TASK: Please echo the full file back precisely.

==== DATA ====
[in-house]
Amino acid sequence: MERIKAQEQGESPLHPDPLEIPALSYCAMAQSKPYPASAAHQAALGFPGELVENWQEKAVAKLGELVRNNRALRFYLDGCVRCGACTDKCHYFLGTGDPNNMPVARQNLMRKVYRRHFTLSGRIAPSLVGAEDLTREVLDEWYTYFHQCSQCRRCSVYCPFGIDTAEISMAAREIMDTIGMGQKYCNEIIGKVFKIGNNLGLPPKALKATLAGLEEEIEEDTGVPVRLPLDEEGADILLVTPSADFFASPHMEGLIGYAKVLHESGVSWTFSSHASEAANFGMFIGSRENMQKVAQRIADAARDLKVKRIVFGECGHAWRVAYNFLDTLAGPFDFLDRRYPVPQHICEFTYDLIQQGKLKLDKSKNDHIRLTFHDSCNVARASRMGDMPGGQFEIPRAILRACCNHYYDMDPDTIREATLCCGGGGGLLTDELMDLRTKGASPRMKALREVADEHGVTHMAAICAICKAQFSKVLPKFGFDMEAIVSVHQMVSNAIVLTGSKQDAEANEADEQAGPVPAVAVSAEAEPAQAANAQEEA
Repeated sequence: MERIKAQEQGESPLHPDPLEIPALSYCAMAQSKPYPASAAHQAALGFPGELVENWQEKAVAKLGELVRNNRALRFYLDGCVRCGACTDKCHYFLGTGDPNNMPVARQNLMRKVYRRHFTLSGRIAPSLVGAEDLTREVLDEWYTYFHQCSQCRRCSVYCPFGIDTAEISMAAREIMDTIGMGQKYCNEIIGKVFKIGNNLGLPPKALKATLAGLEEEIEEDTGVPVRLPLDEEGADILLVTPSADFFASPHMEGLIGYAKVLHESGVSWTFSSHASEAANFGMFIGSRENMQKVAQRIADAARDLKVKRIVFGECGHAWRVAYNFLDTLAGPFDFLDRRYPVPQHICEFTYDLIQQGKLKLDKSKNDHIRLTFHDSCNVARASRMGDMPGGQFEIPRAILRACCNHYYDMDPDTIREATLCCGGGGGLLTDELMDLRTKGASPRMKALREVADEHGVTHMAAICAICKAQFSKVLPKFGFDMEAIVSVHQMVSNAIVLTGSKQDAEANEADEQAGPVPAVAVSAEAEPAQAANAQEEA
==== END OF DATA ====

[in-house]
Amino acid sequence: MERIKAQEQGESPLHPDPLEIPALSYCAMAQSKPYPASAAHQAALGFPGELVENWQEKAVAKLGELVRNNRALRFYLDGCVRCGACTDKCHYFLGTGDPNNMPVARQNLMRKVYRRHFTLSGRIAPSLVGAEDLTREVLDEWYTYFHQCSQCRRCSVYCPFGIDTAEISMAAREIMDTIGMGQKYCNEIIGKVFKIGNNLGLPPKALKATLAGLEEEIEEDTGVPVRLPLDEEGADILLVTPSADFFASPHMEGLIGYAKVLHESGVSWTFSSHASEAANFGMFIGSRENMQKVAQRIADAARDLKVKRIVFGECGHAWRVAYNFLDTLAGPFDFLDRRYPVPQHICEFTYDLIQQGKLKLDKSKNDHIRLTFHDSCNVARASRMGDMPGGQFEIPRAILRACCNHYYDMDPDTIREATLCCGGGGGLLTDELMDLRTKGASPRMKALREVADEHGVTHMAAICAICKAQFSKVLPKFGFDMEAIVSVHQMVSNAIVLTGSKQDAEANEADEQAGPVPAVAVSAEAEPAQAANAQEEA
Repeated sequence: MERIKAQEQGESPLHPDPLEIPALSYCAMAQSKPYPASAAHQAALGFPGELVENWQEKAVAKLGELVRNNRALRFYLDGCVRCGACTDKCHYFLGTGDPNNMPVARQNLMRKVYRRHFTLSGRIAPSLVGAEDLTREVLDEWYTYFHQCSQCRRCSVYCPFGIDTAEISMAAREIMDTIGMGQKYCNEIIGKVFKIGNNLGLPPKALKATLAGLEEEIEEDTGVPVRLPLDEEGADILLVTPSADFFASPHMEGLIGYAKVLHESGVSWTFSSHASEAANFGMFIGSRENMQKVAQRIADAARDLKVKRIVFGECGHAWRVAYNFLDTLAGPFDFLDRRYPVPQHICEFTYDLIQQGKLKLDKSKNDHIRLTFHDSCNVARASRMGDMPGGQFEIPRAILRACCNHYYDMDPDTIREATLCCGGGGGLLTDELMDLRTKGASPRMKALREVADEHGVTHMAAICAICKAQFSKVLPKFGFDMEAIVSVHQMVSNAIVLTGSKQDAEANEADEQAGPVPAVAVSAEAEPAQAANAQEEA